Christmas Box author makes eyebrow raising comments
(KUTV)- Richard Paul Evans is the beloved author of the Christmas Box and the Michael Vey series. His Utah roots make him a popular beehive state read, but lately, he has been in the news for all the wrong reasons.
At least one fellow female author has accused him of inappropriate behavior claiming that he touched her inappropriately and kissed her at the Comic Con Convention.
Evans, in a sit down interview with 2News reporter, Chris Jones, addressed the allegations against him. He also ventured into unexpected territory saying that "there is a war on men, and that men, white men in particular, are under attack, oppressed by a changing culture, victims of an extremist feminist agenda."
“There are books written that say, again that men should be taken out, that they should account for no more than 10% of the population, well that makes men feel like Jews in Nazi Germany,” Evans said.
Although Evans admits he did hug, kiss, and tell the woman she was pretty he says he did not intend to make her uncomfortable. “I wasn't trying to objectify her, I was trying to lift her up but clearly that came across wrong,” Evans said.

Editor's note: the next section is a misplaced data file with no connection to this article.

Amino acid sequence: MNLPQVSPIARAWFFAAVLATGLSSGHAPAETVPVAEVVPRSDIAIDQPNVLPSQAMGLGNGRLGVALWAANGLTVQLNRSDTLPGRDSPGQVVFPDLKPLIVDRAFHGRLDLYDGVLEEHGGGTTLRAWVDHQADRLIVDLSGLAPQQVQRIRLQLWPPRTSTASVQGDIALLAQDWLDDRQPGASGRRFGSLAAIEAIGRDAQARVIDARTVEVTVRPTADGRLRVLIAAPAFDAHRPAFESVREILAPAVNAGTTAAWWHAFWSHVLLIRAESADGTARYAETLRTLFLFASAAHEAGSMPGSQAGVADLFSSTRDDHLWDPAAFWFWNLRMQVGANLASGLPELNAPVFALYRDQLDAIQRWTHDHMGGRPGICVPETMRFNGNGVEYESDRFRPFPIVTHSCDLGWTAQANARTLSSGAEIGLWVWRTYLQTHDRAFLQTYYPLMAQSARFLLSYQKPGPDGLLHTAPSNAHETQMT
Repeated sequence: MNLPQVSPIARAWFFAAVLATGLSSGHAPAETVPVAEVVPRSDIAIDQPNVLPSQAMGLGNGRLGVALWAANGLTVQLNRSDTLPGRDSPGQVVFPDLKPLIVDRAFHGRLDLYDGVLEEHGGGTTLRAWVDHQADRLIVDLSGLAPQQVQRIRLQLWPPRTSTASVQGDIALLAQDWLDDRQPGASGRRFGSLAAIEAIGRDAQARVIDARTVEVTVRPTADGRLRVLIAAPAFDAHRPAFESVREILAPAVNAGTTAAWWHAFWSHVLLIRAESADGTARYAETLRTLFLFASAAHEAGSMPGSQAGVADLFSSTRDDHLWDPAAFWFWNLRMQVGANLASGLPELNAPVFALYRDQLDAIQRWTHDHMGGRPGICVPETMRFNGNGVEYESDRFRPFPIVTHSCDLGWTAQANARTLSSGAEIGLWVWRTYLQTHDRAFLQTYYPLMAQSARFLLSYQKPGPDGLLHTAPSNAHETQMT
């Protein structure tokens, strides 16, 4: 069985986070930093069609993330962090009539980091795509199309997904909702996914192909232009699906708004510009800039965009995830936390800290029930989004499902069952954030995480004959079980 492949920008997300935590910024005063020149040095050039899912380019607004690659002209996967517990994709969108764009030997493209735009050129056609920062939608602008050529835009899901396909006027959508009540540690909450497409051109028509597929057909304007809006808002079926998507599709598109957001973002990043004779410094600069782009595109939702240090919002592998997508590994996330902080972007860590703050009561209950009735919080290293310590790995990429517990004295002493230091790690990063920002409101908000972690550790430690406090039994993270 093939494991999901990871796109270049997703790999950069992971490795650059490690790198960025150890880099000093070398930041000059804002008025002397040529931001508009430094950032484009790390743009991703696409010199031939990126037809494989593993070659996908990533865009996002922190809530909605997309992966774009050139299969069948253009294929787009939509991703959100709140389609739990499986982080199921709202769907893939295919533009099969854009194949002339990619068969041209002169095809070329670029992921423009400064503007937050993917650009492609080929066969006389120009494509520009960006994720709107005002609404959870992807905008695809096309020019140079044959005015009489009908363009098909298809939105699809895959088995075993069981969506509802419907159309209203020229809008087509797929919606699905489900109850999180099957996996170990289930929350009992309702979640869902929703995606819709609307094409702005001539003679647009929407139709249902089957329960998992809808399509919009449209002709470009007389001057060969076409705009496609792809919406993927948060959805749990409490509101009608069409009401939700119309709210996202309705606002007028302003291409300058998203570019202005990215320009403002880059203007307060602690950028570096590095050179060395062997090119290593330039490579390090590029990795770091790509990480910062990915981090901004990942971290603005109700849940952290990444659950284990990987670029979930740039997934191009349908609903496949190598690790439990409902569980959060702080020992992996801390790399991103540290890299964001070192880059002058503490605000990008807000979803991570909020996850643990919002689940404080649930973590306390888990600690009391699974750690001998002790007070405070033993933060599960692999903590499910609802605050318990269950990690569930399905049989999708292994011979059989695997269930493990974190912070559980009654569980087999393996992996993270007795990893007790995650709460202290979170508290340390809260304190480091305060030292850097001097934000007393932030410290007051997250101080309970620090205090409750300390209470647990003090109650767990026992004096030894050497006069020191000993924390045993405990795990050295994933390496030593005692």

“I think it's a new reality. If it was uncomfortable for her then it was too much, that's the bottom line, I never intended to hurt someone,” he says.
However Evans says he thinks its possible that innocent men are being plowed over in this current #MeToo Moment, and says on some level he is the victim of that as well.
“These trends tend to swing too far the other way where innocent men are being caught up in, and we're in a culture where it's a war on men,” says Evans.
We met Evans at the headquarters of Trybe of Kyngs, a fraternal organization Evans started to help men whom he says are lost. “They don't know where they are anymore they don't know where they fit, ‘do I open the door for a woman or do I not?’ Evans said.
Evans hopes his idea of the victimization of men will stop over time, “I’m hoping that society will correct itself in a positive way, there’s less racism today then there was, unless it's directed to white males, there’s less racism today than there was in our parents generations."